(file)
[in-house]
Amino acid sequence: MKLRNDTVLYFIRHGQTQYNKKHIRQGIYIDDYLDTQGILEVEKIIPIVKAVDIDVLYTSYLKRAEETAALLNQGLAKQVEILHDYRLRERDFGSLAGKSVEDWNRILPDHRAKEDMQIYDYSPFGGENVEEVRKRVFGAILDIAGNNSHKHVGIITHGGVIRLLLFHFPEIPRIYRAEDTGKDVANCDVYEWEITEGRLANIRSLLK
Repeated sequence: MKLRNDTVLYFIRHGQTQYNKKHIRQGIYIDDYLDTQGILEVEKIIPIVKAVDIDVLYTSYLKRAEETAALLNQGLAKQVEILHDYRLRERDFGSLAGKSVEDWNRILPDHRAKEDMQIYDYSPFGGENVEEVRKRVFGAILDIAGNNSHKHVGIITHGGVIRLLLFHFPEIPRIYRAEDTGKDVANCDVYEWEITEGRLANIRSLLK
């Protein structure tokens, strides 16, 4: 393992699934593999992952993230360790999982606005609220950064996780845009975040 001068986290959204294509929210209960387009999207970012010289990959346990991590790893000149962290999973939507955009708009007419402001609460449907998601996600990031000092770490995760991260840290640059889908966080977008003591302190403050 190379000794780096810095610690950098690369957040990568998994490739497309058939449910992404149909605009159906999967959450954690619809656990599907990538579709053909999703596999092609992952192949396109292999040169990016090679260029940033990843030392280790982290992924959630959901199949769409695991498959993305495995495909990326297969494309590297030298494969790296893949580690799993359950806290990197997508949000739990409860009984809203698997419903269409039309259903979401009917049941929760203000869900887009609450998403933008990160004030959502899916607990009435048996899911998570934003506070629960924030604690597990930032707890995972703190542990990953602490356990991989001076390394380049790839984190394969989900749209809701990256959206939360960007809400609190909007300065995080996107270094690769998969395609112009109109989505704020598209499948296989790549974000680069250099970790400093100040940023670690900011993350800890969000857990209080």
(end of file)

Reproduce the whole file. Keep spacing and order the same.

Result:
[in-house]
Amino acid sequence: MKLRNDTVLYFIRHGQTQYNKKHIRQGIYIDDYLDTQGILEVEKIIPIVKAVDIDVLYTSYLKRAEETAALLNQGLAKQVEILHDYRLRERDFGSLAGKSVEDWNRILPDHRAKEDMQIYDYSPFGGENVEEVRKRVFGAILDIAGNNSHKHVGIITHGGVIRLLLFHFPEIPRIYRAEDTGKDVANCDVYEWEITEGRLANIRSLLK
Repeated sequence: MKLRNDTVLYFIRHGQTQYNKKHIRQGIYIDDYLDTQGILEVEKIIPIVKAVDIDVLYTSYLKRAEETAALLNQGLAKQVEILHDYRLRERDFGSLAGKSVEDWNRILPDHRAKEDMQIYDYSPFGGENVEEVRKRVFGAILDIAGNNSHKHVGIITHGGVIRLLLFHFPEIPRIYRAEDTGKDVANCDVYEWEITEGRLANIRSLLK
């Protein structure tokens, strides 16, 4: 393992699934593999992952993230360790999982606005609220950064996780845009975040 001068986290959204294509929210209960387009999207970012010289990959346990991590790893000149962290999973939507955009708009007419402001609460449907998601996600990031000092770490995760991260840290640059889908966080977008003591302190403050 190379000794780096810095610690950098690369957040990568998994490739497309058939449910992404149909605009159906999967959450954690619809656990599907990538579709053909999703596999092609992952192949396109292999040169990016090679260029940033990843030392280790982290992924959630959901199949769409695991498959993305495995495909990326297969494309590297030298494969790296893949580690799993359950806290990197997508949000739990409860009984809203698997419903269409039309259903979401009917049941929760203000869900887009609450998403933008990160004030959502899916607990009435048996899911998570934003506070629960924030604690597990930032707890995972703190542990990953602490356990991989001076390394380049790839984190394969989900749209809701990256959206939360960007809400609190909007300065995080996107270094690769998969395609112009109109989505704020598209499948296989790549974000680069250099970790400093100040940023670690900011993350800890969000857990209080």